Visitors to The Frick Collection are often surprised to learn that many of the museum’s most treasured architectural features were not part of the original Frick family home.
When Henry Clay Frick engaged Carrère and Hastings—the renowned architects of the main branch of the New York Public Library at 42nd Street and Fifth Avenue—to build his house in 1913–14, he did so with an eye to the future. When he died five years later, his will made clear the scope of his vision. He directed that an institution be created “for the purpose of establishing and maintaining a gallery of art…and encouraging and developing the study of the fine arts, and of advancing the general knowledge of kindred subjects.”
The footprint of the institution nearly doubled in 1935 when, after the death of Mrs. Frick, the architect John Russell Pope converted the once-private mansion into a museum and replaced the single-story library with the present structure. Among the most successful and striking features of Pope’s addition is the Frick’s interior Garden Court. Within a few years of the museum’s opening, critical space needs were identified. Neighboring properties were purchased in 1940, 1946, and 1972 specifically to provide a contiguous site on which these needs could be met. In the economic downturn of the 1970s, the Frick chose to build a modest pavilion for visitor-service functions instead. Basement-level education rooms included in that 1977 structure soon became temporary exhibition galleries, and desired upgrades, such as a purpose-built conservation laboratory and a larger auditorium, remained unaddressed.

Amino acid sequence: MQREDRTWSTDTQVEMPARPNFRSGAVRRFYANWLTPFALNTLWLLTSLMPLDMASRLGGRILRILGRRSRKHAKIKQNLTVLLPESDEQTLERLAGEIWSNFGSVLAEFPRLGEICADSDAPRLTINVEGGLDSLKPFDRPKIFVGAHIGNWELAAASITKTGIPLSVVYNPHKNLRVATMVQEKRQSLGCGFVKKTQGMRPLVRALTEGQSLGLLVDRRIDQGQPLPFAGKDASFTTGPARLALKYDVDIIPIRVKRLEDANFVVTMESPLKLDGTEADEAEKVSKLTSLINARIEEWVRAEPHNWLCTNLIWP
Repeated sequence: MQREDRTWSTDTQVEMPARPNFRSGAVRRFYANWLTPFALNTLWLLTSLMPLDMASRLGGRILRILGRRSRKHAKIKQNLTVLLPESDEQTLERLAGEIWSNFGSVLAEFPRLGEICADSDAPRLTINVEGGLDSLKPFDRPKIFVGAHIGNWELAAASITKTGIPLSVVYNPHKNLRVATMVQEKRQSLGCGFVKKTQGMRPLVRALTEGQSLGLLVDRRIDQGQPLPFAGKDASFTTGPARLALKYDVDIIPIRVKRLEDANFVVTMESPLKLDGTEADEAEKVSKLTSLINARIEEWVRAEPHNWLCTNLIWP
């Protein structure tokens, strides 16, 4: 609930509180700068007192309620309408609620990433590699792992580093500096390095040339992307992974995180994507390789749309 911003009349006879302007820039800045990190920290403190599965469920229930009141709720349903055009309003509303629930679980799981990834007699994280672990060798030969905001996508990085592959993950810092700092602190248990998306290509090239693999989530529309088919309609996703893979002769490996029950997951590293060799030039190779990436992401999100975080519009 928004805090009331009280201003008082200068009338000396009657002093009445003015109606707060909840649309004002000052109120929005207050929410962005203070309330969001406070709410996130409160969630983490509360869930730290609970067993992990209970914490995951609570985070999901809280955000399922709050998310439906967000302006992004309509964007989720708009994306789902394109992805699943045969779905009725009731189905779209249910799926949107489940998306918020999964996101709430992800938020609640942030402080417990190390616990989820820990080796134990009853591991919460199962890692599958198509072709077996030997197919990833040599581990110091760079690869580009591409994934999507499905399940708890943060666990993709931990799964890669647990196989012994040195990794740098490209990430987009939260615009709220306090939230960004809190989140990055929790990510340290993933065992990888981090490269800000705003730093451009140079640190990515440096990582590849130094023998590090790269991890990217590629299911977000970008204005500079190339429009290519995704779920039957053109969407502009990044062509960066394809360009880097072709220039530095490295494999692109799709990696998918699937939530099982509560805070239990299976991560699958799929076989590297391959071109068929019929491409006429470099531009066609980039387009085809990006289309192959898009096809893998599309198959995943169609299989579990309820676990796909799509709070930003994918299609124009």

Since then, only one small permanent collection gallery was added, the 815-square-foot Portico Gallery in 2011. This is the case despite the fact that after the death of Henry Clay Frick in 1919, the Board of Trustees he established continued to acquire works of art, using his aesthetic taste as a guide. The permanent collection has expanded by 75 percent since the museum’s doors opened to the public.
As the holdings of the Frick are so well presented in the distinctive atmosphere provided by the 1914 mansion, it is the institution’s vision to open up a portion of the second floor as new galleries while adding space for educational classrooms, an enlarged auditorium, upgraded conservation facilities, and improved spaces for other public amenities. The Frick hopes to show a great deal more of its collection while continuing its history of architecturally cohesive expansions and renovations.